“The Handmaid’s Tale from the USA to Italy: When Women’s Rights Debate Goes on Screen”, American University of Rome, 13-16 June.
“Self-empowering or Self-destructive Behaviours?: Bulimia, Sex and Narcissism in Gianna Schelotto’s “La ragazza che mangiava la luna [The Girl Who Ate the Moon]” (1992)”, Italian Reserch Network, University of Cambridge, UK, May 24 (invited)
"Louise DeSalvo’s Vertigo (1996): Anorexia, Corporeal Self-harm and Empowerment”, AAIS 2018, Sant’Anna Institute, Sorrento, 14-17 June 2018
“Sexism and Gender Stereotypes in Italian Language Courses: No, Grazie!”, Italian Language and Culture Conference, Georgetown University, 21 October 2017
“Experiential Learning in Second Language Acquisition through Food Studies”, IWL Roundtables Series, UVa, 29 September 2017 (with Rachel Geer and Liz Hall)
"My Body, My Choice?”: Present-day Beauty Standards and the Backlash of Patriarchy in Francesca Lolli’s Video Performances”, ACLA, University of Utrech, 6-9 July 2017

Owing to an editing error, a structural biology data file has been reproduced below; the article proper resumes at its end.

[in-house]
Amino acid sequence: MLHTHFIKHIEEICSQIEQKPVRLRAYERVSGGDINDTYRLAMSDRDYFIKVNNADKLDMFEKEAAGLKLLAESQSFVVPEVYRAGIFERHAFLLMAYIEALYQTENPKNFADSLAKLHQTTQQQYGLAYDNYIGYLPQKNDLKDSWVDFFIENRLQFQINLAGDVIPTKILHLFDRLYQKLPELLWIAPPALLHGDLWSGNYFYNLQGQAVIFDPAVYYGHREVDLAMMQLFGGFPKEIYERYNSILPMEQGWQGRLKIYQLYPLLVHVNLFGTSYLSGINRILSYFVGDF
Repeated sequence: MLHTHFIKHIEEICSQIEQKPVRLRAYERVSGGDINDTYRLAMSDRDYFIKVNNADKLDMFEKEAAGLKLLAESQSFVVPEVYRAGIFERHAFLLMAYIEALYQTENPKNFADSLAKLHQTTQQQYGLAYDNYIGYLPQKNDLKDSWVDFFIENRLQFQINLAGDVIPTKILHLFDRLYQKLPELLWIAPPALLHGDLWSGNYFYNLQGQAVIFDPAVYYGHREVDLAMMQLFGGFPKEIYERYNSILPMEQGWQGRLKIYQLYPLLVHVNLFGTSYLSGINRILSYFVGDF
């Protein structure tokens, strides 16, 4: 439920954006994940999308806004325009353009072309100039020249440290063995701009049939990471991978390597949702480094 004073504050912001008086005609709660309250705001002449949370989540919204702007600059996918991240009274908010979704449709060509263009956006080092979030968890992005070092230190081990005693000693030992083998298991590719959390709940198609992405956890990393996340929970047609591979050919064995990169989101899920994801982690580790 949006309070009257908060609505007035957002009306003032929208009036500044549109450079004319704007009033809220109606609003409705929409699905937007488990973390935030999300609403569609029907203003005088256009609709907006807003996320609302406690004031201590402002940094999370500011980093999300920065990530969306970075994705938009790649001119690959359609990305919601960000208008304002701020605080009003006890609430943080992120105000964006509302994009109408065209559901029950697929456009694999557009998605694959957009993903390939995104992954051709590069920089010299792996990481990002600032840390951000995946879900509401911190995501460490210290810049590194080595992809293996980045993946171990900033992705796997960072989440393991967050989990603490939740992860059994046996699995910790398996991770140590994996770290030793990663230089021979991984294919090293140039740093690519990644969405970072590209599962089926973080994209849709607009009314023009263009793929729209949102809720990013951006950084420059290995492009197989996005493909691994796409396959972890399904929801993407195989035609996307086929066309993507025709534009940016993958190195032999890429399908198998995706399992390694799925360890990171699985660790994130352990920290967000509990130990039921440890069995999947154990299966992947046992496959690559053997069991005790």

Selected Grants & Awards
Buckner W. Clay Dean of Arts and Sciences, UVa. AHSS Research Grant (with Giulio Celotto and Giulia Paoletti) (2020)
UVa's Center for Teaching Excellence, Thrive Grant (2019)
College of Arts and Science, UVa. LTi Grant (2018)
Institute of World Languages, UVa and Jefferson Trust, Language Forward Initiative (grant team member, 2018)
College of Arts and Science, UVa. Diversity and Inclusion Grant (with Shilpa Davé) (2018)
Institute of World Languages, UVa, Course Enhancement and Developement Grant ( 2019 and 2017)
Institute of World Languages, UVa, Language Program Grant (2019, 2018,2017, 2016, 2015)
Institute of World Languages, UVa, Travel Grant (2019,2018,2017,2016)
College of Arts and Sciences, UVa, Selected for the “Faculty Seminar on the Teaching of Writing” (2016)
College of Arts & Sciences, Learning & Design Technology, UVa Development stipend (2016)
AHRC (Arts and Humanities Research Council, UK) and the University Nottingham, Travel and Research Grant (2016 and 2017)
Buckner W. Clay Dean of Arts and Sciences, UVa, AHSS Research Grant (2015)
Visiting Fellowship, Centre for the Study of Contemporary Women’s Writing, University of London (2013-2014)
Teaching Fellowship, Victoria University of Wellington (2013)